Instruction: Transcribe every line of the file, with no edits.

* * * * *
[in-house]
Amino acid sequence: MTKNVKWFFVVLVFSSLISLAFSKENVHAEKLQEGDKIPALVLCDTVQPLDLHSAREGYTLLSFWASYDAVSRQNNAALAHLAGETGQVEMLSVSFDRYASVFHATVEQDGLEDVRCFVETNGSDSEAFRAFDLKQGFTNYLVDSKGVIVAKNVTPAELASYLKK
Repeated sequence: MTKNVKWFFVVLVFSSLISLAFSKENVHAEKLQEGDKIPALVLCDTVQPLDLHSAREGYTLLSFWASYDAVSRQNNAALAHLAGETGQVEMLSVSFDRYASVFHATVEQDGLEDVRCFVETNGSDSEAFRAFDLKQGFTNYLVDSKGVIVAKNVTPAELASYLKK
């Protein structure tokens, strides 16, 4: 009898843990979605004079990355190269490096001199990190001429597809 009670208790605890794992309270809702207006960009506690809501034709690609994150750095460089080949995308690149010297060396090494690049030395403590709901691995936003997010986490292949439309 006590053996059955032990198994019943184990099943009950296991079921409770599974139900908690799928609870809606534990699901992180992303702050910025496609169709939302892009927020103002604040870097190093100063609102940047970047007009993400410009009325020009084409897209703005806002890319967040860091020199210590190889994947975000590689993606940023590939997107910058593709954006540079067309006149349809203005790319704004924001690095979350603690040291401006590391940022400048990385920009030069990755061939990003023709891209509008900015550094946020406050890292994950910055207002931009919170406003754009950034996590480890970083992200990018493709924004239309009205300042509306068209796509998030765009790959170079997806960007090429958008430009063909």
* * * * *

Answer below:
[in-house]
Amino acid sequence: MTKNVKWFFVVLVFSSLISLAFSKENVHAEKLQEGDKIPALVLCDTVQPLDLHSAREGYTLLSFWASYDAVSRQNNAALAHLAGETGQVEMLSVSFDRYASVFHATVEQDGLEDVRCFVETNGSDSEAFRAFDLKQGFTNYLVDSKGVIVAKNVTPAELASYLKK
Repeated sequence: MTKNVKWFFVVLVFSSLISLAFSKENVHAEKLQEGDKIPALVLCDTVQPLDLHSAREGYTLLSFWASYDAVSRQNNAALAHLAGETGQVEMLSVSFDRYASVFHATVEQDGLEDVRCFVETNGSDSEAFRAFDLKQGFTNYLVDSKGVIVAKNVTPAELASYLKK
């Protein structure tokens, strides 16, 4: 009898843990979605004079990355190269490096001199990190001429597809 009670208790605890794992309270809702207006960009506690809501034709690609994150750095460089080949995308690149010297060396090494690049030395403590709901691995936003997010986490292949439309 006590053996059955032990198994019943184990099943009950296991079921409770599974139900908690799928609870809606534990699901992180992303702050910025496609169709939302892009927020103002604040870097190093100063609102940047970047007009993400410009009325020009084409897209703005806002890319967040860091020199210590190889994947975000590689993606940023590939997107910058593709954006540079067309006149349809203005790319704004924001690095979350603690040291401006590391940022400048990385920009030069990755061939990003023709891209509008900015550094946020406050890292994950910055207002931009919170406003754009950034996590480890970083992200990018493709924004239309009205300042509306068209796509998030765009790959170079997806960007090429958008430009063909």